The Other Side of 50

Vitamin A, the gold standard for mature skin

By From page OSF4 | August 14, 2014

Our skin goes through continual transformation as we age. We all experience changes to our skin as we get older, although the signs and symptoms of aging vary by individual.

Our skin changes are due to both intrinsic and extrinsic aging. Intrinsic aging is DNA-related and is unavoidable and inevitable – beyond our control. Extrinsic aging, which is environmentally related, accounts for 80 percent of the way our skin ages. Factors that cause extrinsic aging include sun exposure, smoking, exposure to harsh chemicals, pollution, stress and poor diet. They lead to the visible signs of aging we all worry about: wrinkles, visible capillaries, sagging, fine lines, spots, redness and thinning of the skin.

While the signs of aging may seem daunting, the truth is that we can control or prevent the majority of the way our skin visibly ages. The first step is to reduce the amount of potential damage to the skin by diligently using sun protection. This will eliminate up to 85 percent of future signs of aging.

The next step is to reduce and improve the visible aging signs already present in the skin. This can be accomplished through the use of corrective skin care products, the gold standard of which is vitamin A.

Topical vitamin A, often referred to as retinoids, reaches the cellular level of the skin where it is converted into retinoic acid. Retinoic acid activates cellular growth to stimulate collagen-building activity and encourage cell turnover. This process has a smoothing effect on wrinkles, produces a more even skin tone and can improve acne, Rosacea, wrinkles, fine lines, thin skin, enlarged pores, skin texture and sun spots.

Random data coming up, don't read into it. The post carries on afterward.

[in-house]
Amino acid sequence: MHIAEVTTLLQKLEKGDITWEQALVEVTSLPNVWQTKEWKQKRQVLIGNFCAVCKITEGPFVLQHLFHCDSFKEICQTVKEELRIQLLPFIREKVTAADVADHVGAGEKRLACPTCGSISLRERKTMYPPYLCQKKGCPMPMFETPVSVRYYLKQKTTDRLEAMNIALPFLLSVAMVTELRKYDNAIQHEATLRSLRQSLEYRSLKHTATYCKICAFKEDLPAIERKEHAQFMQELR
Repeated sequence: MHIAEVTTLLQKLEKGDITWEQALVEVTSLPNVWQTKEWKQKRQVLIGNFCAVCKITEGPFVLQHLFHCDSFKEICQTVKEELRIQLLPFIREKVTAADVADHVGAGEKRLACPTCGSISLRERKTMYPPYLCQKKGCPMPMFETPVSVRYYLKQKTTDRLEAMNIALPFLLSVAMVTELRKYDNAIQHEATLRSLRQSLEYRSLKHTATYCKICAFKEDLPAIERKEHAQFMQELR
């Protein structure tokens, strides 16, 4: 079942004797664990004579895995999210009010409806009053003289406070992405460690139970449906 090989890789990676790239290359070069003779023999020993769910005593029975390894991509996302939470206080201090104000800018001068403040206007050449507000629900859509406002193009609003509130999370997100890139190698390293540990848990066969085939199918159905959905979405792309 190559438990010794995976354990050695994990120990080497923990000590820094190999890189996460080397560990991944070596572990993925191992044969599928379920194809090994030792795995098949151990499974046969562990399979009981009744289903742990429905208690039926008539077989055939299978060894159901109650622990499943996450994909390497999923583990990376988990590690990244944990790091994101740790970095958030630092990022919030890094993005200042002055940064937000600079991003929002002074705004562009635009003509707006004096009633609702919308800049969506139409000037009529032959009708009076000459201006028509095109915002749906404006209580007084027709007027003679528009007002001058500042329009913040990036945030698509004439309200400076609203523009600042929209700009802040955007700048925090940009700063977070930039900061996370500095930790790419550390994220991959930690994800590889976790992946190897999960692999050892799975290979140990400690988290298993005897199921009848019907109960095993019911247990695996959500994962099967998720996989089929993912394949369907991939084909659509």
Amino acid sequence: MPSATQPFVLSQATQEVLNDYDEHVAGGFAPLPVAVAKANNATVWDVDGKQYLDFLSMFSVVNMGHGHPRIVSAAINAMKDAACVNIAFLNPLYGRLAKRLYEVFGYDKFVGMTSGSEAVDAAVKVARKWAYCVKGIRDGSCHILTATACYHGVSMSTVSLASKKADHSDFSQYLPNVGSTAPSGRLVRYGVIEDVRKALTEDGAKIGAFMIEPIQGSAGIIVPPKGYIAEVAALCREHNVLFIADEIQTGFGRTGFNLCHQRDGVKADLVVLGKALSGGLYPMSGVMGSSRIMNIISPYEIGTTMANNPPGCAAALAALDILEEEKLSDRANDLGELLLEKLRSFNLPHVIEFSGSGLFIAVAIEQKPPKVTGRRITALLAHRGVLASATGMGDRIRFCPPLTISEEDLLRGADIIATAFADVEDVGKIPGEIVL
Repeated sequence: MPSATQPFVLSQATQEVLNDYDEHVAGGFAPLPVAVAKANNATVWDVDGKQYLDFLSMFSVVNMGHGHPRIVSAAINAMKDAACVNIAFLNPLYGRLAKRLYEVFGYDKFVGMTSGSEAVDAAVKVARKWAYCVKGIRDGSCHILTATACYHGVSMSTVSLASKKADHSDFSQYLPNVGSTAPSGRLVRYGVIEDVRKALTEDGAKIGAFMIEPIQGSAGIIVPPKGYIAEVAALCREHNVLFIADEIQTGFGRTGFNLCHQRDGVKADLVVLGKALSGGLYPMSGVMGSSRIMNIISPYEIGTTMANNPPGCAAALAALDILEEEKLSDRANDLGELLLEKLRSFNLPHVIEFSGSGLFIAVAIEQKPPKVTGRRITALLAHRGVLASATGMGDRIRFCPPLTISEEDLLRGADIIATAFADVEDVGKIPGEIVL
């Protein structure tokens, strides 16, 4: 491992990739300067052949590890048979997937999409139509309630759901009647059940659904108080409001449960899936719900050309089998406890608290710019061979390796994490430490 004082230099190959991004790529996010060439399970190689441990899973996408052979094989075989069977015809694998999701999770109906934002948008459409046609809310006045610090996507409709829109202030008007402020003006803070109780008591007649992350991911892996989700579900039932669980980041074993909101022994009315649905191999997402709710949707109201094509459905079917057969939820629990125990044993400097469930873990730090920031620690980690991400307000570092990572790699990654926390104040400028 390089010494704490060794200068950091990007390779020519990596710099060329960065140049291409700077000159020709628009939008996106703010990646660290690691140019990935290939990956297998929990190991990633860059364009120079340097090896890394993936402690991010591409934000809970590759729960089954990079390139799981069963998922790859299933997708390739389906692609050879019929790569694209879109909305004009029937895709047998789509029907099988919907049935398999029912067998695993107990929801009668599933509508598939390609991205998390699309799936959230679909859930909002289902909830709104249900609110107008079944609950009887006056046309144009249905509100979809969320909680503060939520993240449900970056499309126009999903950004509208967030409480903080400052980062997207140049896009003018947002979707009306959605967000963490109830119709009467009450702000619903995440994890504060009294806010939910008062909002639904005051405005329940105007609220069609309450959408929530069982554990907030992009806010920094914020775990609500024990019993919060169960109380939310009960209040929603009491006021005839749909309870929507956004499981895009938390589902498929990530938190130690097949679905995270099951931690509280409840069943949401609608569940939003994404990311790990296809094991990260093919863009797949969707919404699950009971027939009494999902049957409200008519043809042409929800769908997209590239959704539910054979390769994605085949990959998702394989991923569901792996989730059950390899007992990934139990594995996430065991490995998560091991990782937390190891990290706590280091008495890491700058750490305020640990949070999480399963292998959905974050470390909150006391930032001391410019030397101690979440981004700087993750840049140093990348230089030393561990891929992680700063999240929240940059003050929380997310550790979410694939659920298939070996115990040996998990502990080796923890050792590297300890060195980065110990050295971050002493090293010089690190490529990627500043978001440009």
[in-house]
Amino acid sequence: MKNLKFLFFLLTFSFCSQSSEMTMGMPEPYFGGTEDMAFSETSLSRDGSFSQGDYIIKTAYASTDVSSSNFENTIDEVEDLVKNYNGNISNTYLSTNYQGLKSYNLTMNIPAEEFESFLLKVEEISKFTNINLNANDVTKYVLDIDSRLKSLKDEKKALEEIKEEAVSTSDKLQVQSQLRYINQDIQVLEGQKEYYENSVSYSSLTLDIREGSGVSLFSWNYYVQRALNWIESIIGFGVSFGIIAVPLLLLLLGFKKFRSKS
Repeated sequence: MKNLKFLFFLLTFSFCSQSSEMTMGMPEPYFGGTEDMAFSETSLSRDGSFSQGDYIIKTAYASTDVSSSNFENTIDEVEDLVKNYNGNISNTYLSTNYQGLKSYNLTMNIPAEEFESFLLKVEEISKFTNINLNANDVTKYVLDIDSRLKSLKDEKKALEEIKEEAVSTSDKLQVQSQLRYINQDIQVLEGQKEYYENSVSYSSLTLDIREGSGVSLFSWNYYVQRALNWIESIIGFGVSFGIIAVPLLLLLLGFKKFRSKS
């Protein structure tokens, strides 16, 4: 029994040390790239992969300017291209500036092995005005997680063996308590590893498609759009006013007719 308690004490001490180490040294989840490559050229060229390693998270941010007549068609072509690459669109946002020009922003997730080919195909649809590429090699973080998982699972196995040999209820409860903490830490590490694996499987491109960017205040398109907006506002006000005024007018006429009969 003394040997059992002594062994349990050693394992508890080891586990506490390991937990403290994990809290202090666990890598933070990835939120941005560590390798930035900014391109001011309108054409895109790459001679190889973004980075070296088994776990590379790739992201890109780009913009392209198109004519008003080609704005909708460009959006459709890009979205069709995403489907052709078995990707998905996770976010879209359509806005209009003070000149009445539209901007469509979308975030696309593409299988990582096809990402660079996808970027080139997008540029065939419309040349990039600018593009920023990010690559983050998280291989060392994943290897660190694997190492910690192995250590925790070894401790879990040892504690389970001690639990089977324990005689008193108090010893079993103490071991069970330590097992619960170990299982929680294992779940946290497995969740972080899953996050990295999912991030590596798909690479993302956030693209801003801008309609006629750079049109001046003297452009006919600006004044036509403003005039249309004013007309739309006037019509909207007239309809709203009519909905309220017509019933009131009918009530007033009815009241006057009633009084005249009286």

Thirty years ago, retinoids were available only through a topical prescription called Retin-A (retinoic acid). Today you will find that retinoids have exploded on the market and are available in several forms, from natural to synthetic and pharmaceutical to non-pharmaceutical. They can even be found in products sold at your local supermarket.

The strength of retinoids varies on a spectrum ranging from least potent to potent. The least potent is retinyl palmitate (a gentler form of vitamin A). Other common forms of vitamin A include retinol and retinaldehyde, which lie in the middle of the potency spectrum. retinoic acid (Retin-A) is the most potent and often most irritating form of vitamin A.

What is the best form of vitamin A to use? There are benefits to using any kind of retinoid. The key is to look for products that can deliver the retinoid at the cellular level.

Cosmeceutical, pharmaceutical or medical grade retinoids, which are common in professional products sold at skin care salons or medical offices, usually contain either retinaldyhyde or retinol. These forms of vitamin A are stronger than retinyl palmitate, are easily converted into retinoic acid and are less irritating to the skin than prescription strength Retin-A. In fact, studies have shown that retinaldehyde is as strong as prescription-strength Retin-A, has enough collagen-stimulating activity to have a significant impact on the skin and is antibacterial and is not inflammatory on the skin.

The countless ways to improve aging skin can seem overwhelming for the consumer. Sometimes the best approach is to ask a skin care professional for help. They can assess your skin type and recommend products to improve and benefit your skin. A consultation can prevent you from spending money on products you don’t need or that don’t work for your skin.

Stefanie Gioia is an esthetician at the Center for Women’s Health, a NorthBay Healthcare affiliate in Fairfield.

Stefanie Gioia


Discussion | 1 comment

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  • Melody GramerAugust 15, 2014 - 7:27 am

    Vitamin A is definitely effective for acne as it is contained in an acne supplement I use called "Acnetame" however Vitamin A in large doses can be toxic. The prescription acne medication "Accutane" is actually a synthetic form of Vitamin A and although effective for some people, for others it has been linked to liver toxicity and suicide.

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